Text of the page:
Books I've read in the last couple of months
The last few months have been quite intense and full of stress for me - I moved to a new country, got a new job and of course, the ongoing terrible war and terror in my homeland didn’t stop breaking my heart. Therefore, reading books for me is a sort of way to escape from this reality to another and somehow reduce my level of stress. This is a list of books I have read in these months. Some of these books are fiction and some are not but are related to programming. The books here are not in some order or rating.
I’d like to start with two novels by Terry Pratchett from the Discworld cycle - Hogfather and Jingo. Some time ago I decided to read all the Discworld books. I read the books in the order in which they were published, and I have already reached the 20th and the 21st novels (out of 41).
Hogfather is a cute naive Christmas story that I would have liked more as a kid than I do now. But anyway I enjoyed reading this book - I was glad to return to my beloved world, as well as I liked Pratchett’s humor and some characters’ charisma. By the way, this novel was made into a two parts movie. If you like to watch Christmas movies or if you have children, you might like this!
The next book in the Discworld series was Jingo, a story about politics (oh, here it is again), racial stereotypes, and patriotism. I liked this book much more than the previous one because it allowed me to look at the topic of international politics through the prism of humor. Well, and also because some of the main characters were the guards of Ankh-Morpork, whom I love very much.
Probably, I will continue to read the Discworld cycle further (I am already in the middle), but after some break.
The next book was The Nature of Code by Daniel Shiffman. The book tells how to simulate natural processes and systems using programming. It deals with various physical processes and concepts, as well as how they are described in the language of mathematical formulas. Vectors, speeds, trajectories, interactions of objects, forces, and so on. What we once learned in school :) The book also introduces Processing - the development environment and the programming language, with the help of which we model all these processes. In general, it’s quite interesting material, I think it may be useful to those who want to engage in game development or physics modeling for some kind of research purposes. Another positive point is that the book is distributed for free online.
The next book is the classic sci-fi novel of Arthur C. Clarke - Rendezvous with Rama. A book about human contact with an alien interstellar ship. Interesting concepts based scientifically and logically, an intriguing plot that raises many questions and theories about the purpose of the spaceship and the motives of the creatures that built it. A minimum of social issues and deep characters developing as the story progresses. Good old solid science fiction with all its pros and cons as is.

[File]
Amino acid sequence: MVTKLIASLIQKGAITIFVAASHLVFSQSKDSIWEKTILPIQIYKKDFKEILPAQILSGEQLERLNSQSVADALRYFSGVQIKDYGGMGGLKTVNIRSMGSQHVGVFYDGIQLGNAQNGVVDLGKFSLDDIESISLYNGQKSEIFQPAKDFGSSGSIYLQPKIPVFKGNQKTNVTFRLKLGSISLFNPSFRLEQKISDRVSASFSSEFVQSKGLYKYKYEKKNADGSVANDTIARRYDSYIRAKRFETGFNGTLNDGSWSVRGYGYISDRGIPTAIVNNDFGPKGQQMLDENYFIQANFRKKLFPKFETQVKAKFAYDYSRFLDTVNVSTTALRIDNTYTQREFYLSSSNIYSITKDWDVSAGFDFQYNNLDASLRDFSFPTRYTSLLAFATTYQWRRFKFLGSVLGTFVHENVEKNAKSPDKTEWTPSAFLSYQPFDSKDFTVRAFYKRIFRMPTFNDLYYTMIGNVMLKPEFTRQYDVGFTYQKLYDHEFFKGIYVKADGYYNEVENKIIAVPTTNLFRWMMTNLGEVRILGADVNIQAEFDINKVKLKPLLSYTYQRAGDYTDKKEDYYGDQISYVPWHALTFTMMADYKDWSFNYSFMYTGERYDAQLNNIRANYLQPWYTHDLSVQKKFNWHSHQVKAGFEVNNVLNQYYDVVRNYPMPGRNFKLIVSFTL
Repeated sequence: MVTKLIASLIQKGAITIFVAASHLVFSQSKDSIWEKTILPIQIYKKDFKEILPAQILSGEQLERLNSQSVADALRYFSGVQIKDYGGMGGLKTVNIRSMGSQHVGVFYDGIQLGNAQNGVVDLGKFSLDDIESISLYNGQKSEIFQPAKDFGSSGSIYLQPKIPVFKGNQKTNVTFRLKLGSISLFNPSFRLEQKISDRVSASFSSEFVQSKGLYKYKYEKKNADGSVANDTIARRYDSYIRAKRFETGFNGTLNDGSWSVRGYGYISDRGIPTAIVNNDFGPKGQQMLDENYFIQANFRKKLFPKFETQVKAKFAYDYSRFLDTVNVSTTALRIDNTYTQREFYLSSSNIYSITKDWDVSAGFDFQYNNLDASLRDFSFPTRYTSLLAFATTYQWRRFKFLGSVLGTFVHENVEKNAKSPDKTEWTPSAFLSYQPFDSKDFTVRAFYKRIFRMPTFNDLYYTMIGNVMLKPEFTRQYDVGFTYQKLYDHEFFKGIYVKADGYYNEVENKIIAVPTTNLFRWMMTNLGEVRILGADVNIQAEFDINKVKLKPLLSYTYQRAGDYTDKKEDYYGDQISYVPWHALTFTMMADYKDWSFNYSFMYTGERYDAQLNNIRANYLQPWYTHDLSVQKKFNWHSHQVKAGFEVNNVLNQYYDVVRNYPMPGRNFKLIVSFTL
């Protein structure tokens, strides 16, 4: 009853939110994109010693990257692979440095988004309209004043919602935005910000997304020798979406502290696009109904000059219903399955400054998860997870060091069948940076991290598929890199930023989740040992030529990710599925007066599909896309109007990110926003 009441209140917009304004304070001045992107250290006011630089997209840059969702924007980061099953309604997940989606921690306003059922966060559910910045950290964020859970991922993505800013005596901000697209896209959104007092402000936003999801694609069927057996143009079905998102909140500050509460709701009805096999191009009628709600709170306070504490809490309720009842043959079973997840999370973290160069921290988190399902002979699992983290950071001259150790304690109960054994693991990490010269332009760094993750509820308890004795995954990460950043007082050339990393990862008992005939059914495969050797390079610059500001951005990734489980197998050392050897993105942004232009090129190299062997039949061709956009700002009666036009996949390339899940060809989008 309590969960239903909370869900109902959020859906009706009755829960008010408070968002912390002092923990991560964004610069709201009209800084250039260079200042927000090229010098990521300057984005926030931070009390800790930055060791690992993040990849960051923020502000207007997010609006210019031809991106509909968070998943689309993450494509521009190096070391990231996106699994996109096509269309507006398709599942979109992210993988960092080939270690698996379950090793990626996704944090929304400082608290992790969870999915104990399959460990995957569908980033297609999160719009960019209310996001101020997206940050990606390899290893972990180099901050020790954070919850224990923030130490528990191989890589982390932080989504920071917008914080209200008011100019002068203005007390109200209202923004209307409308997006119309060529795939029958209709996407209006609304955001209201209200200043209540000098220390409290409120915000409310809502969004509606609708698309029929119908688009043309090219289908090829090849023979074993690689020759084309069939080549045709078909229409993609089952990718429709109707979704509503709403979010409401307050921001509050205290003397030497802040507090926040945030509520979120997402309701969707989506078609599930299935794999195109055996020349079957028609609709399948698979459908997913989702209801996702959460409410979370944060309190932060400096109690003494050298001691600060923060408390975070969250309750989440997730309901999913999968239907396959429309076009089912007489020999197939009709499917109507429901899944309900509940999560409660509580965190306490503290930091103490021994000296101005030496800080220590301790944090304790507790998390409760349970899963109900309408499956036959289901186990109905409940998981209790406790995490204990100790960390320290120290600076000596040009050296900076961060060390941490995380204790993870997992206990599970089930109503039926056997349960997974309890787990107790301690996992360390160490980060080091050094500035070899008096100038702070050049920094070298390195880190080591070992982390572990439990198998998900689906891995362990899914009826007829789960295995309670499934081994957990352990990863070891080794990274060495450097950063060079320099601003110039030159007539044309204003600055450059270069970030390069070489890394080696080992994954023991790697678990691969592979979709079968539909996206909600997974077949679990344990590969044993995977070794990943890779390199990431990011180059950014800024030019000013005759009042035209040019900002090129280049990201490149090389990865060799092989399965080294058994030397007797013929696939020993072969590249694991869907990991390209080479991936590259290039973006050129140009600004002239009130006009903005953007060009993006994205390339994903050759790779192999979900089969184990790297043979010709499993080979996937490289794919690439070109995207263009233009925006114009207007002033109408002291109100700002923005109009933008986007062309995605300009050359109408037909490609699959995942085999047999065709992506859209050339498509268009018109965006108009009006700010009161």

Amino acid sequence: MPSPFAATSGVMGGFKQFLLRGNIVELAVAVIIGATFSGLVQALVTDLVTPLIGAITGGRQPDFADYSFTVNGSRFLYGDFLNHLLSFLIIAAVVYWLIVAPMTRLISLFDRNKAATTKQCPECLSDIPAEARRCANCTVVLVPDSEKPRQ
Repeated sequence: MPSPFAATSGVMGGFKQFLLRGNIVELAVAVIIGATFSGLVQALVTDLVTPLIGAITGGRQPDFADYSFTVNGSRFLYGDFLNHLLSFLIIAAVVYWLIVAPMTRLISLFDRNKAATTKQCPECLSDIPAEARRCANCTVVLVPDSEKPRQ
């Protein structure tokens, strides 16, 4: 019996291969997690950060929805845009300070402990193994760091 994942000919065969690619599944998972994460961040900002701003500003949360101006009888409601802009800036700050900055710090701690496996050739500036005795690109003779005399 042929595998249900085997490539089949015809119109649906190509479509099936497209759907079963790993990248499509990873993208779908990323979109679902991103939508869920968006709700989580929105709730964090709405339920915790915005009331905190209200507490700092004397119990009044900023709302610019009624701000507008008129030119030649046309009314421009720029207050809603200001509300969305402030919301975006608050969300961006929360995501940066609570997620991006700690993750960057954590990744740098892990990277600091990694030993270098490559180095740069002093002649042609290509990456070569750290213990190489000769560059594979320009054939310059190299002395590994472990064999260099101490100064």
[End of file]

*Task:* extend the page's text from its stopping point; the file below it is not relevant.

The next on my list is the story Naked Beast (Голы звер in Belarusian) by Mikhas Zaretski (Міхась Зарэцкі). The book of the Belarusian writer is rather unusual for several reasons. First - the main character is a negative asocial person. The second - the action takes place in Soviet Belarus in the 20s, but the book does not tell about the construction of a bright communist future or the labor exploits of workers and peasants, or some other such bullshit from Soviet propaganda. But it shows the dark side of that society. It is not surprising that the author was arrested and shot by the Soviet authorities in 1937.
The next book is Flask Web Development by Miguel Grinberg. At a new place of work I’ve to work a lot with Python and Flask framework, so I decided to read something about this framework. In general, a good book about that topic.
And last but not least book on this list is Koidanava (Койданава in Belarusian) by Adam Globus (Адам Глобус). The book is very saturated with nostalgia for the author’s native places and his home. At this point in my life, it resonates with me a lot. This is a collection of stories about the inhabitants of Koidanova (the official name of this city at this moment is Dzyarzhynsk, “thanks” to the communists). The stories are quite gloomy and sad, sometimes funny, but also with a touch of darkness. But anyway, strong nostalgia and tender love of the author for this place breaks through all that murk.
In conclusion, I would like to say that in this post I spoke about some books more, about others less, but anyway I liked all of them and brought pleasure while reading.